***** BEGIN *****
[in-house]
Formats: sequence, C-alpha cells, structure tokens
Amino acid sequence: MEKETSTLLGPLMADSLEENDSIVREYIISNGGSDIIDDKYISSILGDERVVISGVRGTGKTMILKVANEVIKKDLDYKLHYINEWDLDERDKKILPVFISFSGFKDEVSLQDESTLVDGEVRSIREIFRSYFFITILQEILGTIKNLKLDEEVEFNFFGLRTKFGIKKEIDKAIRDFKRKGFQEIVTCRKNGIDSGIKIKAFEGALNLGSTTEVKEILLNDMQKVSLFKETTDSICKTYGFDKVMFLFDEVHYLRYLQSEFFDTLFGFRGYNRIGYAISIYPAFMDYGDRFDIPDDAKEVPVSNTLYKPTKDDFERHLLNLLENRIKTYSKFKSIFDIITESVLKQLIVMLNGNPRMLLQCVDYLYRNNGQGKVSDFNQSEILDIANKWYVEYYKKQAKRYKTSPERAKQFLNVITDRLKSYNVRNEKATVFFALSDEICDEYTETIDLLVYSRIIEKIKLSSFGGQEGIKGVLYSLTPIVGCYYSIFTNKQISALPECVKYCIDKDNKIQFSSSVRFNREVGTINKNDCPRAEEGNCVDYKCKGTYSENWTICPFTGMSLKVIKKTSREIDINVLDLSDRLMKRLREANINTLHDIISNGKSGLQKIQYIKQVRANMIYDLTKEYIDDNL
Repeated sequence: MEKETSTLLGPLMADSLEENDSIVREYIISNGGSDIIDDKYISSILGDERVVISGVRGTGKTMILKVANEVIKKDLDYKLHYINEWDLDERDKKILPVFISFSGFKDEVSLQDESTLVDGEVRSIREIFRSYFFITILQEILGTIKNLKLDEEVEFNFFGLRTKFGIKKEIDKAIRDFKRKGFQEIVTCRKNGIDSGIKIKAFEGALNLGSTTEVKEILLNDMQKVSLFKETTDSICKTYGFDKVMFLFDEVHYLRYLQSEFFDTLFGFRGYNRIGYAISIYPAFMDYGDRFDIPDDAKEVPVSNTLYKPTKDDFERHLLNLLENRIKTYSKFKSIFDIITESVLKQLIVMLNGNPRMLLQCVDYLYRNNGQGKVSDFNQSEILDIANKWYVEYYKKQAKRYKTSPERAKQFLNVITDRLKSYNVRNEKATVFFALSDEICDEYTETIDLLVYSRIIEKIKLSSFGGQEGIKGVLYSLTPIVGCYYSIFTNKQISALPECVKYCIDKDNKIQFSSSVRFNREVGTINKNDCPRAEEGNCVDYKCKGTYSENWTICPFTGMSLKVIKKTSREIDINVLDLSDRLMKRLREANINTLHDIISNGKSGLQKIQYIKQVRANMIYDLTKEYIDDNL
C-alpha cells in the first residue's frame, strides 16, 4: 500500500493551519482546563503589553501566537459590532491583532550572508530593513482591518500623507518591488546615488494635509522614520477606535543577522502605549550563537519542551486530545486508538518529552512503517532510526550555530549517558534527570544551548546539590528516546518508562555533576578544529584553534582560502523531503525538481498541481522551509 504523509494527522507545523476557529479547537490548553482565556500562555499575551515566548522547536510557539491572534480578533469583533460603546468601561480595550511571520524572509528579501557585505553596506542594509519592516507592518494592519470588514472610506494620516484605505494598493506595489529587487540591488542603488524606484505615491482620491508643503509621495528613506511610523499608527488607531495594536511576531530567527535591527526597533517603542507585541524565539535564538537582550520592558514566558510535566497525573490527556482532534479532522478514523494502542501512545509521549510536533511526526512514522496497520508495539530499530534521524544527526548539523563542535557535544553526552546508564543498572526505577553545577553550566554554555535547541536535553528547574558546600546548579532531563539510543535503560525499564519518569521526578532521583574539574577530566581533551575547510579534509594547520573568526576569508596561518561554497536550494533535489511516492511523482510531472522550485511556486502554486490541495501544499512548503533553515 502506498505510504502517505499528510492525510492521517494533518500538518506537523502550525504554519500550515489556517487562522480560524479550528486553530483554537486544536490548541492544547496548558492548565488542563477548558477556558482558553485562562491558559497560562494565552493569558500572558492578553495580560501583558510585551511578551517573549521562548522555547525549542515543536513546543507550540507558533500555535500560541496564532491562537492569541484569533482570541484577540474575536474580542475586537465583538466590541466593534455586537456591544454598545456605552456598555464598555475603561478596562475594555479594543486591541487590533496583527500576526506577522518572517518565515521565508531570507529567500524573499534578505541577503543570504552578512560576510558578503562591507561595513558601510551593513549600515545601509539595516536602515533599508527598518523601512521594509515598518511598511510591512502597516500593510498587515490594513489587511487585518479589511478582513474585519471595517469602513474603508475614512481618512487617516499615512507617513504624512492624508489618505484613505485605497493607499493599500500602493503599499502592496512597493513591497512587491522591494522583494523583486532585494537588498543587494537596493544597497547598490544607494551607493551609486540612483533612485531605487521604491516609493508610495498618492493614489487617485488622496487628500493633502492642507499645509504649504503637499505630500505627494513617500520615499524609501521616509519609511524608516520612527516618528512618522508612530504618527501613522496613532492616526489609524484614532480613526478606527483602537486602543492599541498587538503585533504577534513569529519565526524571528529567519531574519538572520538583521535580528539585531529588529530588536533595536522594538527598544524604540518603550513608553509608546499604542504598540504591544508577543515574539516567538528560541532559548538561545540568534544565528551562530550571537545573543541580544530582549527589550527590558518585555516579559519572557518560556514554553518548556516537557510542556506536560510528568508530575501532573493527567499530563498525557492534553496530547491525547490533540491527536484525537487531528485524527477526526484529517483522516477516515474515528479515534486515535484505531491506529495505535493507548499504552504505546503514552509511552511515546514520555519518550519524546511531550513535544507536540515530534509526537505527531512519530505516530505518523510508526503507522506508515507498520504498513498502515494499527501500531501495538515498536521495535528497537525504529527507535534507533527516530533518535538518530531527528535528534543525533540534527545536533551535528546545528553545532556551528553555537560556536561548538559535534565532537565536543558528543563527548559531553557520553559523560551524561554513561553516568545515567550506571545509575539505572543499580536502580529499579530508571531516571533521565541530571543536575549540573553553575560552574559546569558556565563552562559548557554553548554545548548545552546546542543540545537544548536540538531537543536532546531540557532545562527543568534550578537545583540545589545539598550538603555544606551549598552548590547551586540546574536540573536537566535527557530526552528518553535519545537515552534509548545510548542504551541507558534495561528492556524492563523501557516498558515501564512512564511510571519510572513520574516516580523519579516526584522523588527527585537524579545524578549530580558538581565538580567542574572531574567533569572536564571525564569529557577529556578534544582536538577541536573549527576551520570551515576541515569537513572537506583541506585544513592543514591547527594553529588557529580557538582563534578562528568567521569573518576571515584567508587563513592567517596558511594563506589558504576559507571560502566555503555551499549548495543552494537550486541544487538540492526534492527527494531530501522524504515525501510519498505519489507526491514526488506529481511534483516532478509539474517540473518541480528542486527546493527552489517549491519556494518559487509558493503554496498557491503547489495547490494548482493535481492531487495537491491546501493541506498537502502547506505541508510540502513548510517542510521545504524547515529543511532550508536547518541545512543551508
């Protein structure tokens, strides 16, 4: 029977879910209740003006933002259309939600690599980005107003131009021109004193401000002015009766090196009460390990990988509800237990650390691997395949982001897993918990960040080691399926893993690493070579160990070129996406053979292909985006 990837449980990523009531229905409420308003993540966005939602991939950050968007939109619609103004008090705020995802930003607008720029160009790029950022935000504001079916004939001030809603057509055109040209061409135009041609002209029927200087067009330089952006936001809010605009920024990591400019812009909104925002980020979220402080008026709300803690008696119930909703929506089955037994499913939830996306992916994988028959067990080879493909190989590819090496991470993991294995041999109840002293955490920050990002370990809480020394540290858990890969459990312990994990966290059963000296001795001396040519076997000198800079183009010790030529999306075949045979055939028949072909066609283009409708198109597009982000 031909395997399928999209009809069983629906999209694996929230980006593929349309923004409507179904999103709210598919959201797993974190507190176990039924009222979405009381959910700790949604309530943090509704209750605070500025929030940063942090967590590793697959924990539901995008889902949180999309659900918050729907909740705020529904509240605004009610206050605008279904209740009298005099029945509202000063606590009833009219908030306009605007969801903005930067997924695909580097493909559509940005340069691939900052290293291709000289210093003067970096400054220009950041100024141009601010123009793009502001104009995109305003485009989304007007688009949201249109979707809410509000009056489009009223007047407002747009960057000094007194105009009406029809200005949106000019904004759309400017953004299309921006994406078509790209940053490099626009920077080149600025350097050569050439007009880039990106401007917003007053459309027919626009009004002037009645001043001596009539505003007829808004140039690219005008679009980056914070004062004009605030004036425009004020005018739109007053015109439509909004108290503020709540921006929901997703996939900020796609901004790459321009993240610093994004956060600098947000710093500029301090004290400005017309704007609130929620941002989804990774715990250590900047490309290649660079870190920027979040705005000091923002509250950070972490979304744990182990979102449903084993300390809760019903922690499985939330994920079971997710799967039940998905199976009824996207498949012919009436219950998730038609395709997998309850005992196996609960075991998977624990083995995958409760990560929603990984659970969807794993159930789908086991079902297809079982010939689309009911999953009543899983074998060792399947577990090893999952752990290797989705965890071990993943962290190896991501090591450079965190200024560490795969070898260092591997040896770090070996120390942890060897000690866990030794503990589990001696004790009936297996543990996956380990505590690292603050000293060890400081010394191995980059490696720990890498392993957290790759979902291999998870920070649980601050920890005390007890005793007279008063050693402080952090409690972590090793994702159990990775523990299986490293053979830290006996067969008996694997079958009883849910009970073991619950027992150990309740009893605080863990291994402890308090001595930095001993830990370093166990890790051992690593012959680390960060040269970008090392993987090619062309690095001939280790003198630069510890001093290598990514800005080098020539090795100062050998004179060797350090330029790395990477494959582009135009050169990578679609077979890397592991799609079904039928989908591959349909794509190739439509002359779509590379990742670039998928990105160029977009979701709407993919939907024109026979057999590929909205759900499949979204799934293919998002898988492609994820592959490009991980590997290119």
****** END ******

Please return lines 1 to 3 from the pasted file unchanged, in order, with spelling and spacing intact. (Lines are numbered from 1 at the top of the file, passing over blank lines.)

[in-house]
Formats: sequence, C-alpha cells, structure tokens
Amino acid sequence: MEKETSTLLGPLMADSLEENDSIVREYIISNGGSDIIDDKYISSILGDERVVISGVRGTGKTMILKVANEVIKKDLDYKLHYINEWDLDERDKKILPVFISFSGFKDEVSLQDESTLVDGEVRSIREIFRSYFFITILQEILGTIKNLKLDEEVEFNFFGLRTKFGIKKEIDKAIRDFKRKGFQEIVTCRKNGIDSGIKIKAFEGALNLGSTTEVKEILLNDMQKVSLFKETTDSICKTYGFDKVMFLFDEVHYLRYLQSEFFDTLFGFRGYNRIGYAISIYPAFMDYGDRFDIPDDAKEVPVSNTLYKPTKDDFERHLLNLLENRIKTYSKFKSIFDIITESVLKQLIVMLNGNPRMLLQCVDYLYRNNGQGKVSDFNQSEILDIANKWYVEYYKKQAKRYKTSPERAKQFLNVITDRLKSYNVRNEKATVFFALSDEICDEYTETIDLLVYSRIIEKIKLSSFGGQEGIKGVLYSLTPIVGCYYSIFTNKQISALPECVKYCIDKDNKIQFSSSVRFNREVGTINKNDCPRAEEGNCVDYKCKGTYSENWTICPFTGMSLKVIKKTSREIDINVLDLSDRLMKRLREANINTLHDIISNGKSGLQKIQYIKQVRANMIYDLTKEYIDDNL